Owners and managers will also benefit from studying their competitors. What are their strengths and weaknesses? What direction are they going with new services or new markets? Having this knowledge offers small businesses another level of protection.
Being in the know with what is going your industry and local market is another important part of bulletproofing your company. Knowing the latest legal, regulatory and technology shifts taking place in the industry is a must for owners and their employees.
“If a small business stays on top of its customers, competitors and their business environment, its owner and managers can then carefully consider the appropriate direction the business should take to avoid risks and take advantage of opportunities,” says Glassay.
Don’t shoot yourself in the foot
A plan to bulletproof your company from downturns in the economy or from an unplanned emergency is only as good as the people executing it. Owners and managers need to be in tune with employees, customers, vendors and themselves in order to successfully protect the assets – both financial and human – for the long term.
Alex Glassay, managing partner of the Glassay Strategy, a Vancouver, BC based advisor to small business owners, says one of the most common mistakes owners and managers make when putting a bulletproofing strategy in place is not listening.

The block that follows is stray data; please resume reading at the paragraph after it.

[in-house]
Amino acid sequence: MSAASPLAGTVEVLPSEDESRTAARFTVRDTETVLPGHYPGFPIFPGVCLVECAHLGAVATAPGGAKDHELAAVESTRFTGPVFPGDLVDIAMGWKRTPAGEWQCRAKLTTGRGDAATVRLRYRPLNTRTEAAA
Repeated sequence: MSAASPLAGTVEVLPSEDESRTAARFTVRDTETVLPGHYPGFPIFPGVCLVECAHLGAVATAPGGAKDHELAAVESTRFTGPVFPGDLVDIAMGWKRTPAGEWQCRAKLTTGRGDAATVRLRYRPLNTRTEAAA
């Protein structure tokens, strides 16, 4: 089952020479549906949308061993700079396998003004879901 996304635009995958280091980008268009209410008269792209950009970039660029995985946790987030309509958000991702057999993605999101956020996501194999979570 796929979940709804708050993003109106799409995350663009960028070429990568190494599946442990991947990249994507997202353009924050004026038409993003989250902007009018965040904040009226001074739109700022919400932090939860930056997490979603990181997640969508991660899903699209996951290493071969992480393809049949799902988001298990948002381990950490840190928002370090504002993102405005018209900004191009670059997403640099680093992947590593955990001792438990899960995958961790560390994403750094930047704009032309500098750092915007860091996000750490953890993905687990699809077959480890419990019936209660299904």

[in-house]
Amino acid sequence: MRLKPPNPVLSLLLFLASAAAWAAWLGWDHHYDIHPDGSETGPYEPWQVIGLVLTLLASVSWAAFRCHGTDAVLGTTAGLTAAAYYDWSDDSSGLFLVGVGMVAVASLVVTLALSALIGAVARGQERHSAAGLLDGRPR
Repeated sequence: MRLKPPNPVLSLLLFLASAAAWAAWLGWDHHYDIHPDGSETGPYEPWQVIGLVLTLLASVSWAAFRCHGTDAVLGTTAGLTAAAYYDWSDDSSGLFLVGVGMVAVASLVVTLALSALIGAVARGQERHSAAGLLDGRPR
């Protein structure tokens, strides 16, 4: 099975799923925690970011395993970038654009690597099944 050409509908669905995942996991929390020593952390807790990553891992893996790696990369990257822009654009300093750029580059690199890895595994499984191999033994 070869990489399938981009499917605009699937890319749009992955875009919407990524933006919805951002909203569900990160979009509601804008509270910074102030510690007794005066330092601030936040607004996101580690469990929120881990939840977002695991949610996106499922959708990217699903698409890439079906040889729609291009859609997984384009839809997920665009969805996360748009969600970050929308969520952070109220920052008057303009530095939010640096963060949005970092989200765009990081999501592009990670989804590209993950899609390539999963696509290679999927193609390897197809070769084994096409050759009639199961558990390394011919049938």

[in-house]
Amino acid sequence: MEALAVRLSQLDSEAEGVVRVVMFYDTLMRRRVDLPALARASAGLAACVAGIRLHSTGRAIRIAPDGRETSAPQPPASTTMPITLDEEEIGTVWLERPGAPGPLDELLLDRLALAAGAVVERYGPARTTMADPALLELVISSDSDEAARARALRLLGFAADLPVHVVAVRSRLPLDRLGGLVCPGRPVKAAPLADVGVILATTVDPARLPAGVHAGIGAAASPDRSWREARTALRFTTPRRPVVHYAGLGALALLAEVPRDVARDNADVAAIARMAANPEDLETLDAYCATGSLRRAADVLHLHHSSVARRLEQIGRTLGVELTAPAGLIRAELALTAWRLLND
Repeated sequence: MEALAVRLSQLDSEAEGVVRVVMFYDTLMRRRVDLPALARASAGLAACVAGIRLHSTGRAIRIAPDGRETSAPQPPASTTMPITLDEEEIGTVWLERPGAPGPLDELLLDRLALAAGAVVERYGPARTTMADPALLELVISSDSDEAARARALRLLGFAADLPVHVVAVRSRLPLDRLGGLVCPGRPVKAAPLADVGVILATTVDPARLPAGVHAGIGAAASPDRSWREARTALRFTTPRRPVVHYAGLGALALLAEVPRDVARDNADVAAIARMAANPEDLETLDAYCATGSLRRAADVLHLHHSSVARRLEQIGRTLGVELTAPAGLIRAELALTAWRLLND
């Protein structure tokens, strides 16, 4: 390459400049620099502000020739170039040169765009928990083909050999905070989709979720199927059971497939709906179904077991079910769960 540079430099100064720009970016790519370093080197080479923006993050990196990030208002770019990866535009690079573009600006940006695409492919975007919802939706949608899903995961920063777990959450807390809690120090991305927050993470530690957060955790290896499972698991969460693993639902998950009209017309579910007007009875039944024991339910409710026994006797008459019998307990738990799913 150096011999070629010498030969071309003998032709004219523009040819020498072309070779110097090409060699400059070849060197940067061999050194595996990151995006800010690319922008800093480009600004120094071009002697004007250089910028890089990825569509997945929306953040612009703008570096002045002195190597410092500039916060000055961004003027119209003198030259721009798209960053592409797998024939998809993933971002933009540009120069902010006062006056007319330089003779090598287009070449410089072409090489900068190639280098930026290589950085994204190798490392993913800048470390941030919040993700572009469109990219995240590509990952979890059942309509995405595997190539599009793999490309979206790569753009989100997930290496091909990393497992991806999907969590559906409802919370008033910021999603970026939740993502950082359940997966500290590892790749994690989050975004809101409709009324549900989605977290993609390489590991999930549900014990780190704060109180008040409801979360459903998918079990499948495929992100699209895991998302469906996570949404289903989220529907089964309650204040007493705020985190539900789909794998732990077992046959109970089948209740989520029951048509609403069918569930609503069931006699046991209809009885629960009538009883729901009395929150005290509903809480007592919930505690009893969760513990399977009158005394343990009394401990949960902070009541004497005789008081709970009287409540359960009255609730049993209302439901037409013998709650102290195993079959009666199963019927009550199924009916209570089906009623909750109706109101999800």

“Listen, especially to customers and staff who deal with customers on a daily basis,” says Glassay. “When owners and managers listen to customers and respond to their needs, they’ll reward you with their continued business.”
According to Glassay, another area where the bulletproofing process gets off track is when owners and managers over-complicate the process.
“Complicated plans that take a long time to complete usually end in failure far more often than short-term, simpler plans,” says Glassay. “Simple plans are easier to remember, easier to execute, and easier to correct if they go off track.”
Another mistake owners and managers make when it comes to developing a plan to protect the business is not attempting to develop a plan in the first place. Glassay points out that often, small business owners start their business because of a specific passion or skill.
However as the business expands, they find that being able to grow or even maintain the business, requires a deeper level of management skills they don’t have or necessarily feel they possess.
Glassay says many small business owners find this task daunting and will tend to ignore their own business’s needs. “They continue to work in their business and don’t find the time to work on their business,” he says.
Jeff Kear, A Colorado-based consultant to small business owners, says another common misstep is trying to do much at once.
He says pairing the plan’s elements down to manageable segments and staggering them over time will help you achieve a more solid, effective plan.
Kear also points to the fact owners treat all items as equal in the bulletproofing process when in fact some are more important than others. For example, business development should always be a top priority because of the critical role it plays.
“Without revenues, you don’t have much of a business to bulletproof,” says Kear. “Prioritize those activities that are more critical to accomplishing your overall business goals and focus on establishing those first.”
Jeff Fenner is a partner of Cleveland-based B Communications and a frequent Snow Magazine contributor.